"A Malaysian drug trafficker was hanged by Singapore yesterday despite a plea for clemency from the United Nations and concerns expressed by rights groups over alleged flaws in his trial.Prabagaran Srivijayan was arrested in 2012 after 22.24g of heroin was found in the car he was driving when it was stopped at a checkpoint going to Singapore.
He was sentenced to death two years later after being convicted of drug-trafficking. Trafficking certain volumes of illegal drugs into Singapore carries a mandatory death penalty unless certain conditions are met for the sentence to be commuted."
The opening sentence of this news item expresses two of three flagrant injustices in Singapore behavior. The first injustice is the refusal to accept UN norms regarding the death penalty. Singapore still quibbles with the accepted interpretation of Article 3 of the Universal Declaration of Human Rights, "Everyone has the right to life".
Singapore has consistently maintained that the death penalty is an effective deterrent to crime and has rejected calls to abolish capital punishment. In particular, the only possible justification for the death penalty is in response to deliberate homicide, not crimes relating to drugs. A mandatory death penalty is a legal abomination.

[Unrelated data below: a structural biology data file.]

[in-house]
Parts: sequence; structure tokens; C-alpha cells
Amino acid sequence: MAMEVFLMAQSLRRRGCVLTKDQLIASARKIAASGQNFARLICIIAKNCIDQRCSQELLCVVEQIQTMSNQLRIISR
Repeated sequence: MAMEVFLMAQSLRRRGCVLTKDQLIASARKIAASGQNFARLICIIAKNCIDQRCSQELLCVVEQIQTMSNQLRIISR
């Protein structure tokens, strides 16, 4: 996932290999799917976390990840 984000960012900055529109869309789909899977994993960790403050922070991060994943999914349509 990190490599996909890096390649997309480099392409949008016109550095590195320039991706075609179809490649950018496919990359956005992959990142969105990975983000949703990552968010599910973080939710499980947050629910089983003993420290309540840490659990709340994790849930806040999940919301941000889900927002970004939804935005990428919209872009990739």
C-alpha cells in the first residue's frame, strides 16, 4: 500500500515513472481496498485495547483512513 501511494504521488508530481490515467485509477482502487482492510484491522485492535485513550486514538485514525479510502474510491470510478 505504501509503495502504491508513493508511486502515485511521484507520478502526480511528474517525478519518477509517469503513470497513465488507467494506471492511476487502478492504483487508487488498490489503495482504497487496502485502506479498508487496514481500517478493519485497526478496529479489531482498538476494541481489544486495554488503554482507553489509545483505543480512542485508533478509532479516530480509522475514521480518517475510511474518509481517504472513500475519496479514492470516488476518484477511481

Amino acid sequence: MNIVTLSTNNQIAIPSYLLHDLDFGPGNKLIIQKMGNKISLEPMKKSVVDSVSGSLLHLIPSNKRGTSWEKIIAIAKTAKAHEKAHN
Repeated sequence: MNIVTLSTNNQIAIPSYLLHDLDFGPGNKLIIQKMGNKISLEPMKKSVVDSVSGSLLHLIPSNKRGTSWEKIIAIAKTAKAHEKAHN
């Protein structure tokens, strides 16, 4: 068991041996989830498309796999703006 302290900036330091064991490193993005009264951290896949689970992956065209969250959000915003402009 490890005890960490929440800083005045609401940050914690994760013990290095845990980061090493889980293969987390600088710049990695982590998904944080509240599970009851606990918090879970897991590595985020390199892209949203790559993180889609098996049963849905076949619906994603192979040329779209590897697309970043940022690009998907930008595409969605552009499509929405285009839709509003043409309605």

The second injustice relates to alleged flaws in the trial of the accused:
Amnesty International had raised concerns about the fairness of the trial, including the alleged failure of the authorities “to follow up leads and call on key witnesses that would corroborate his version of events”.
But following the execution, the narcotics bureau said Srivijayan was “accorded full due process under the law, and he was represented by legal counsel throughout the process”.
The veracity of the narcotics bureau is questioned by FIDH: "
"Singaporean authorities have never allowed Prabagaran’s attorneys, N Surendran and Latheefa Koya, who were hired by Prabagaran’s mother in January 2017, to visit him in Changi Prison. Authorities did not provide any reason for this denial. The denial of Prabagaran to meet with his legal representatives falls short of international fair trial standards. According to General Comment No. 32 concerning Article 14(3) of the International Covenant on Civil and Political Rights (ICCPR), “in cases involving capital punishment, it is axiomatic that the accused must be effectively assisted by a lawyer at all stages of the proceedings.”
A third injustice is to precede with execution while legal process was continuing:"His lawyers contended that he still had an appeal pending in Malaysian courts, where lawyers had filed an application to compel the Malaysian government to take his case to the International Court of Justice amid concerns he did not get a fair trail." FIDH
Death Penalty Thailand has frequently submitted protests to executions. However, on this occasion, we were aware that nothing can deflect the microstate of Singapore from pursuing its bloody way, ignoring world opinion and counter argument. But this makes it all the more necessary to protest this unjust and pointless execution. There must be other ways to bring sanity to this blind system of injustice. A recent film "The Apprentice" gave voice to another form of protest; it represents the moral collapse of a Singapore hangman, the final link in an unjust and inhuman practice. I hope that we can all contribute to this chorus of disapproval.